Not being prepared or compliant with GDPR could land your business in hot water with significantly hefty fines for violation – none of us want that.
What Steps Can You Take Towards GDPR Compliance?
1. Seek Independent Legal Advice
Don’t rely on this document or other articles on the web as your only source of knowledge or preparation for the GDPR. Whether you have a dedicated legal team, a preferred legal consultant/representative, or are a member of a business advisory group that has access to such resources, we recommend that you consult with professional legal entities or individuals who are adequately qualified to give you sound and solid advice on the GDPR and what you must do to become or remain compliant. With the GDPR citing possible violation fines of 4% of your business’s annual turnover (or 20 million euros (whichever is higher)), investing some money in appropriate legal advice is a small price to pay in comparison.
2. Review Your Data Collection Practices
If you keep or process any information about real people and you decide what personal information is going to be kept and the use to which the information will be put, then you are a Data Controller under the GDPR legislation. Data controllers must meet several responsibilities and requirements under the GDPR. Of significance is ensuring that you have a legal basis for collecting/processing personal data.
a. Review Your Consent and Opt-in Practices
GDPR tightens up the requirements for gaining consent from data subjects and materially changes the way in which consent can be given or gained. Previously EU marketers could pre-check their opt-in boxes when signing people up to receive emails (although this hasn’t been the case in Australia for many years), relying on ambiguous language or inaction for opt-in purposes. Under GDPR, you will now be required to:
- Provide a genuine and free choice to opt-in that relies on a clear affirmative action that signifies agreement to the collection and processing of personal data relating to the data subject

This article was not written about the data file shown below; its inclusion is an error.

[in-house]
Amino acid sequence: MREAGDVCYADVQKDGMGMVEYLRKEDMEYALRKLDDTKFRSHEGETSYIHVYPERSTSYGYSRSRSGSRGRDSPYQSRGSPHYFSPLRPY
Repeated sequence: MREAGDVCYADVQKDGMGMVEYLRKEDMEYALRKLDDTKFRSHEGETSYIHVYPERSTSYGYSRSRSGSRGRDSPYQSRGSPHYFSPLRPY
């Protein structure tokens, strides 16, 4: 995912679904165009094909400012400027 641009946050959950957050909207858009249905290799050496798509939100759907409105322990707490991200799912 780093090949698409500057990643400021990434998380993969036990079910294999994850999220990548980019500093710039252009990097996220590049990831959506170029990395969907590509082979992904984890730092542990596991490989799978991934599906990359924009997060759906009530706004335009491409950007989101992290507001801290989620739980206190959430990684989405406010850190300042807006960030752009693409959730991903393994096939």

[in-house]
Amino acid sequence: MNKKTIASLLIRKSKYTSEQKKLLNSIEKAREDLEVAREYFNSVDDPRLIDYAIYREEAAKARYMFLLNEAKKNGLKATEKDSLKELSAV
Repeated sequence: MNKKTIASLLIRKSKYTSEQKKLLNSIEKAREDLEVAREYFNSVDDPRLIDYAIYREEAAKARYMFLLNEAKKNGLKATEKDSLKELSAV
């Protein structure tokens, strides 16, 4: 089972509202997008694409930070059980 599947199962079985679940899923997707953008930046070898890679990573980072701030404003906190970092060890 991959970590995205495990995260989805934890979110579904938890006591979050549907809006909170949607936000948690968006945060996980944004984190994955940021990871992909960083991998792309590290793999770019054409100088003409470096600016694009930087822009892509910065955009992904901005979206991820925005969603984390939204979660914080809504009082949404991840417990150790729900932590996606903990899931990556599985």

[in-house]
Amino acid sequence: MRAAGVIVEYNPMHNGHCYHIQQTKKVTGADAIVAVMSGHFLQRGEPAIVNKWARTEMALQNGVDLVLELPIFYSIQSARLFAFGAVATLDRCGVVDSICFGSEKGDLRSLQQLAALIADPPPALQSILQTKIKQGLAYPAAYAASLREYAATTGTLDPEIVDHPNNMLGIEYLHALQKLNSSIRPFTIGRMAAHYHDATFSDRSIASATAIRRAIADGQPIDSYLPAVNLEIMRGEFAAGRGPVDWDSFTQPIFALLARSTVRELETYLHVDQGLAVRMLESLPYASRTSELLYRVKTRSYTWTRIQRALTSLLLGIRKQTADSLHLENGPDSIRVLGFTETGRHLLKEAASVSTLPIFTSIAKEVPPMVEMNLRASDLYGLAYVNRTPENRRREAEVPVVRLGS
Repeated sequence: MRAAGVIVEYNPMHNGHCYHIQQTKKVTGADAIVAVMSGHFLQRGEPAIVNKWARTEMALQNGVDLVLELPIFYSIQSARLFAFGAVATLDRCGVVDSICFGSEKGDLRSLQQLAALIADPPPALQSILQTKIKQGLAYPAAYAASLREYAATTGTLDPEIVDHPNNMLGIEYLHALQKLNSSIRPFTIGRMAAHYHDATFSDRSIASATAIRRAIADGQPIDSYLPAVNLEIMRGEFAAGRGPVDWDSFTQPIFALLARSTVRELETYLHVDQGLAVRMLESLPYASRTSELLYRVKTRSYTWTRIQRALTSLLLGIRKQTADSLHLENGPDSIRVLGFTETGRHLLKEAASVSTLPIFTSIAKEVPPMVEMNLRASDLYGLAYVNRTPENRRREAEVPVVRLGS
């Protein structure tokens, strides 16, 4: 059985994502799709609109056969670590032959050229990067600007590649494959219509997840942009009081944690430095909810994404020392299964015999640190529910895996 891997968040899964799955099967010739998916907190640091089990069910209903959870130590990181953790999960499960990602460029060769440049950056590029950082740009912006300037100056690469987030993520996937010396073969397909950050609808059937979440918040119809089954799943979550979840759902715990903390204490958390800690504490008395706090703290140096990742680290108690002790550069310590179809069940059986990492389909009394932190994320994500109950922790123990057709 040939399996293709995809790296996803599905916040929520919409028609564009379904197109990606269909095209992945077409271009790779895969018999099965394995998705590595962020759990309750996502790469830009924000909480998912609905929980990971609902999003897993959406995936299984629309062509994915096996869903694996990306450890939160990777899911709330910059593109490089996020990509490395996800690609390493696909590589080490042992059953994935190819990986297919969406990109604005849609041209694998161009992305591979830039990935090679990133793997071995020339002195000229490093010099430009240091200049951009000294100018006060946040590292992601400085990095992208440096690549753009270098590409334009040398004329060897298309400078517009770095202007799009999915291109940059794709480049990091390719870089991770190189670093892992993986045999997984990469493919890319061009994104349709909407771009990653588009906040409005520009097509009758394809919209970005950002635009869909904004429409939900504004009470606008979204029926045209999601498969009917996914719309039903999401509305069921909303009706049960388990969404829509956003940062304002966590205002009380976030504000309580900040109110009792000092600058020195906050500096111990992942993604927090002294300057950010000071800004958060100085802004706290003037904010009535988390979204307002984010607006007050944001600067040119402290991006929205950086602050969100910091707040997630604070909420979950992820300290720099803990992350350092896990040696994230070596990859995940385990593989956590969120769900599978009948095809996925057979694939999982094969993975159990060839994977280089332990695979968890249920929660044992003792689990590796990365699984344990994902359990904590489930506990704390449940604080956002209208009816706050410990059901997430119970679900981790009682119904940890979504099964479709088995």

- Provide the data subject with an informed choice to opt-in, describing who the data controller is, all the potential uses of their personal data, in a language that the data subject would reasonably be able to understand and with clear information on the data subject’s right to withdraw consent
- Provide the data subject with the specific purposes and reasons for the data collection and processing that will occur, including any processing that may be undertaken by third parties on your behalf (such as processing of personal data for direct marketing purposes (covered under ‘legitimate interest’)
- Remove contract conditions that indicate the contract is conditional on consenting to the processing of personal data that is not necessary for the performance of the contract
Retain and maintain accurate records of consent – who, when, how, and what you’ve told data subjects at the time they opted-in (including a written record of the necessity and balancing conclusions relied upon)
- If you collect data at Point of Sale (POS), the ePrivacy Directive still applies for now but could change in the future
b. Review and outline your data storage policies
- Does your storage of personal data vary by region – if so, document and outline how they vary
c. Data Storage and Processing Outside of EU